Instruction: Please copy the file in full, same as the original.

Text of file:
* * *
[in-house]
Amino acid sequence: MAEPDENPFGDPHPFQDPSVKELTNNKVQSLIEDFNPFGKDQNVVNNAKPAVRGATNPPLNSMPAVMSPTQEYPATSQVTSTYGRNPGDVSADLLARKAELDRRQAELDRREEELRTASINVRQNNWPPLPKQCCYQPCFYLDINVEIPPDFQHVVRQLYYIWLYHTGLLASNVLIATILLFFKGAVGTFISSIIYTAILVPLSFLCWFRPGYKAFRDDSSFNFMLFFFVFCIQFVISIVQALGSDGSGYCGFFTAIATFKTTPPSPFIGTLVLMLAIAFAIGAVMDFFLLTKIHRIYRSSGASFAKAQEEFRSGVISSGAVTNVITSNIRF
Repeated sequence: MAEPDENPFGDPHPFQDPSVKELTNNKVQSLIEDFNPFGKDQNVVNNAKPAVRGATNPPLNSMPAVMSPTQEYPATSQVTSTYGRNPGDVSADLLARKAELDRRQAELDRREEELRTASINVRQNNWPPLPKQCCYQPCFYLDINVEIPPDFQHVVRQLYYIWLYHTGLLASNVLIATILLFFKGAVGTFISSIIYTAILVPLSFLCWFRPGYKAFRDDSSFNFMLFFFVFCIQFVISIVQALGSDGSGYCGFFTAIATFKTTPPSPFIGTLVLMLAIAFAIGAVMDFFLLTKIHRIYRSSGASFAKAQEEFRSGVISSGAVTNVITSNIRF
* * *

[in-house]
Amino acid sequence: MAEPDENPFGDPHPFQDPSVKELTNNKVQSLIEDFNPFGKDQNVVNNAKPAVRGATNPPLNSMPAVMSPTQEYPATSQVTSTYGRNPGDVSADLLARKAELDRRQAELDRREEELRTASINVRQNNWPPLPKQCCYQPCFYLDINVEIPPDFQHVVRQLYYIWLYHTGLLASNVLIATILLFFKGAVGTFISSIIYTAILVPLSFLCWFRPGYKAFRDDSSFNFMLFFFVFCIQFVISIVQALGSDGSGYCGFFTAIATFKTTPPSPFIGTLVLMLAIAFAIGAVMDFFLLTKIHRIYRSSGASFAKAQEEFRSGVISSGAVTNVITSNIRF
Repeated sequence: MAEPDENPFGDPHPFQDPSVKELTNNKVQSLIEDFNPFGKDQNVVNNAKPAVRGATNPPLNSMPAVMSPTQEYPATSQVTSTYGRNPGDVSADLLARKAELDRRQAELDRREEELRTASINVRQNNWPPLPKQCCYQPCFYLDINVEIPPDFQHVVRQLYYIWLYHTGLLASNVLIATILLFFKGAVGTFISSIIYTAILVPLSFLCWFRPGYKAFRDDSSFNFMLFFFVFCIQFVISIVQALGSDGSGYCGFFTAIATFKTTPPSPFIGTLVLMLAIAFAIGAVMDFFLLTKIHRIYRSSGASFAKAQEEFRSGVISSGAVTNVITSNIRF